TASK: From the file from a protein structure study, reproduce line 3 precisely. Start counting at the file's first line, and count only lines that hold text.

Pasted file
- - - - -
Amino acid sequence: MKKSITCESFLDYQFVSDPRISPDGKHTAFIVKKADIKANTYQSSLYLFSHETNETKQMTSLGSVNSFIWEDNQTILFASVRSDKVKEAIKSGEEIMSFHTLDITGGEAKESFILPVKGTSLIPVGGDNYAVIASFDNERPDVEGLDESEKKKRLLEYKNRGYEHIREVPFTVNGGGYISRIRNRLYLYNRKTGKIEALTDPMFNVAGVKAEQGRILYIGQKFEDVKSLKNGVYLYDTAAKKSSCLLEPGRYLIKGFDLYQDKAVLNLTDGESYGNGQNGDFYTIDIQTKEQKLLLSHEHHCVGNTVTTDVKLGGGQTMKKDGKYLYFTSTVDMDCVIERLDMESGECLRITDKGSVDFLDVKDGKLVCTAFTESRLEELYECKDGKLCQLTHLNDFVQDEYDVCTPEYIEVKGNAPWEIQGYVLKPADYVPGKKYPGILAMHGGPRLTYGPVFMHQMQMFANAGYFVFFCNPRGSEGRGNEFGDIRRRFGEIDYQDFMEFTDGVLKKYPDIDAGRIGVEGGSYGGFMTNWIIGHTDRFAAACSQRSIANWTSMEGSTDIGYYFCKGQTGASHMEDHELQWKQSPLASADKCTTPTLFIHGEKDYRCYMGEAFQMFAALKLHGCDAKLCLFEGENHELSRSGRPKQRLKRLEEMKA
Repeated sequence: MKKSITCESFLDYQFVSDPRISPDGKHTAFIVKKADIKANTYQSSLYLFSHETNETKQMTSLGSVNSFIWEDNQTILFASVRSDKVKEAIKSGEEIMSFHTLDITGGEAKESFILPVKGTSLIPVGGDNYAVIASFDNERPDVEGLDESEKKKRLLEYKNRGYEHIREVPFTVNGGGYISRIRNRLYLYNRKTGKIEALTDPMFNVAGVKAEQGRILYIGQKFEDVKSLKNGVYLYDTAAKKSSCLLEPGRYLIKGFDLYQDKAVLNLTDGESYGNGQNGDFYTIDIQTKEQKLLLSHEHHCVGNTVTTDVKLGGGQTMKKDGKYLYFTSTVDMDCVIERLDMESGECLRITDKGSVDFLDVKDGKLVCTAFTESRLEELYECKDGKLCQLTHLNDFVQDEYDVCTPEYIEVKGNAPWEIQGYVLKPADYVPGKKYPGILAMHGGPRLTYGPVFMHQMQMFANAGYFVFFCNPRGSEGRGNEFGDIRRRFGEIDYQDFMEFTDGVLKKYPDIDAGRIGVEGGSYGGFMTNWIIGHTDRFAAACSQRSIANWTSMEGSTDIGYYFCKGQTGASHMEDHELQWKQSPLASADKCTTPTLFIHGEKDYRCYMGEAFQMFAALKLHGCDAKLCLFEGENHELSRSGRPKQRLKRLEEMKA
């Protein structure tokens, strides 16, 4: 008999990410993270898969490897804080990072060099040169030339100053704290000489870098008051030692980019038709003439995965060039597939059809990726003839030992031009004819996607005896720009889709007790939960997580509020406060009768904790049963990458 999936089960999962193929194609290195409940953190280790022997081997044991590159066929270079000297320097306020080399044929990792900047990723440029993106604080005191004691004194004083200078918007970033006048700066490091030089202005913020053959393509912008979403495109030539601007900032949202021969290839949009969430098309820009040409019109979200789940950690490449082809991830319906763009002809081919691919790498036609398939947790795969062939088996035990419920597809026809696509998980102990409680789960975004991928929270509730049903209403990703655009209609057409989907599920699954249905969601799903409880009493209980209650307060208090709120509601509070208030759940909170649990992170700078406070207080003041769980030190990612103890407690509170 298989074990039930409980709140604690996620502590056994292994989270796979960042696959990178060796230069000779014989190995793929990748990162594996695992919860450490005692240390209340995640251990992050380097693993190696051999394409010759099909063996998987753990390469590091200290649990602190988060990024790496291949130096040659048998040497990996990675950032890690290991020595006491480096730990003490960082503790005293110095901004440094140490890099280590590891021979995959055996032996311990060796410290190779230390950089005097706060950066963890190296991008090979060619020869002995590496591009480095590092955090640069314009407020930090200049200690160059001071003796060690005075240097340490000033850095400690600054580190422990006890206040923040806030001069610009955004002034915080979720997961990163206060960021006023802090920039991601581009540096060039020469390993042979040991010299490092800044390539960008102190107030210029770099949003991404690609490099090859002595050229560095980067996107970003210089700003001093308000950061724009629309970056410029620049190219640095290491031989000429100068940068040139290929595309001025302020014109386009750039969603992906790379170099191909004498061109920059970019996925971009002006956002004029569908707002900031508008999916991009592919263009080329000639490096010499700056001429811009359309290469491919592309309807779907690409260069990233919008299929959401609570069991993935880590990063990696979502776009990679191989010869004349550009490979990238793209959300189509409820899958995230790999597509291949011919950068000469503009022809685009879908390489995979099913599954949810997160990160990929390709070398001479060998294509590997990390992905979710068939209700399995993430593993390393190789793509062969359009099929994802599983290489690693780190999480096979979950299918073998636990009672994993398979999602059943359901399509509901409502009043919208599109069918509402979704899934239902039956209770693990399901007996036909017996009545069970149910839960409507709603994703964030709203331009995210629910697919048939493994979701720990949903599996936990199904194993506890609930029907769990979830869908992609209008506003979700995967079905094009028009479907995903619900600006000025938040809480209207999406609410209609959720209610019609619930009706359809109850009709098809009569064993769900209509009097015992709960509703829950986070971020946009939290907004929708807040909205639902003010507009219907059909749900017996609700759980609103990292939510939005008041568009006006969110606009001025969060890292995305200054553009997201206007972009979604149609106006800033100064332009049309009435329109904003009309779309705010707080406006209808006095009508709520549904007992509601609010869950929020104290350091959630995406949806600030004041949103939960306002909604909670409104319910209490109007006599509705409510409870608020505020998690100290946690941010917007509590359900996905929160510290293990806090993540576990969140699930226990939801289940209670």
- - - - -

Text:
């Protein structure tokens, strides 16, 4: 008999990410993270898969490897804080990072060099040169030339100053704290000489870098008051030692980019038709003439995965060039597939059809990726003839030992031009004819996607005896720009889709007790939960997580509020406060009768904790049963990458 999936089960999962193929194609290195409940953190280790022997081997044991590159066929270079000297320097306020080399044929990792900047990723440029993106604080005191004691004194004083200078918007970033006048700066490091030089202005913020053959393509912008979403495109030539601007900032949202021969290839949009969430098309820009040409019109979200789940950690490449082809991830319906763009002809081919691919790498036609398939947790795969062939088996035990419920597809026809696509998980102990409680789960975004991928929270509730049903209403990703655009209609057409989907599920699954249905969601799903409880009493209980209650307060208090709120509601509070208030759940909170649990992170700078406070207080003041769980030190990612103890407690509170 298989074990039930409980709140604690996620502590056994292994989270796979960042696959990178060796230069000779014989190995793929990748990162594996695992919860450490005692240390209340995640251990992050380097693993190696051999394409010759099909063996998987753990390469590091200290649990602190988060990024790496291949130096040659048998040497990996990675950032890690290991020595006491480096730990003490960082503790005293110095901004440094140490890099280590590891021979995959055996032996311990060796410290190779230390950089005097706060950066963890190296991008090979060619020869002995590496591009480095590092955090640069314009407020930090200049200690160059001071003796060690005075240097340490000033850095400690600054580190422990006890206040923040806030001069610009955004002034915080979720997961990163206060960021006023802090920039991601581009540096060039020469390993042979040991010299490092800044390539960008102190107030210029770099949003991404690609490099090859002595050229560095980067996107970003210089700003001093308000950061724009629309970056410029620049190219640095290491031989000429100068940068040139290929595309001025302020014109386009750039969603992906790379170099191909004498061109920059970019996925971009002006956002004029569908707002900031508008999916991009592919263009080329000639490096010499700056001429811009359309290469491919592309309807779907690409260069990233919008299929959401609570069991993935880590990063990696979502776009990679191989010869004349550009490979990238793209959300189509409820899958995230790999597509291949011919950068000469503009022809685009879908390489995979099913599954949810997160990160990929390709070398001479060998294509590997990390992905979710068939209700399995993430593993390393190789793509062969359009099929994802599983290489690693780190999480096979979950299918073998636990009672994993398979999602059943359901399509509901409502009043919208599109069918509402979704899934239902039956209770693990399901007996036909017996009545069970149910839960409507709603994703964030709203331009995210629910697919048939493994979701720990949903599996936990199904194993506890609930029907769990979830869908992609209008506003979700995967079905094009028009479907995903619900600006000025938040809480209207999406609410209609959720209610019609619930009706359809109850009709098809009569064993769900209509009097015992709960509703829950986070971020946009939290907004929708807040909205639902003010507009219907059909749900017996609700759980609103990292939510939005008041568009006006969110606009001025969060890292995305200054553009997201206007972009979604149609106006800033100064332009049309009435329109904003009309779309705010707080406006209808006095009508709520549904007992509601609010869950929020104290350091959630995406949806600030004041949103939960306002909604909670409104319910209490109007006599509705409510409870608020505020998690100290946690941010917007509590359900996905929160510290293990806090993540576990969140699930226990939801289940209670």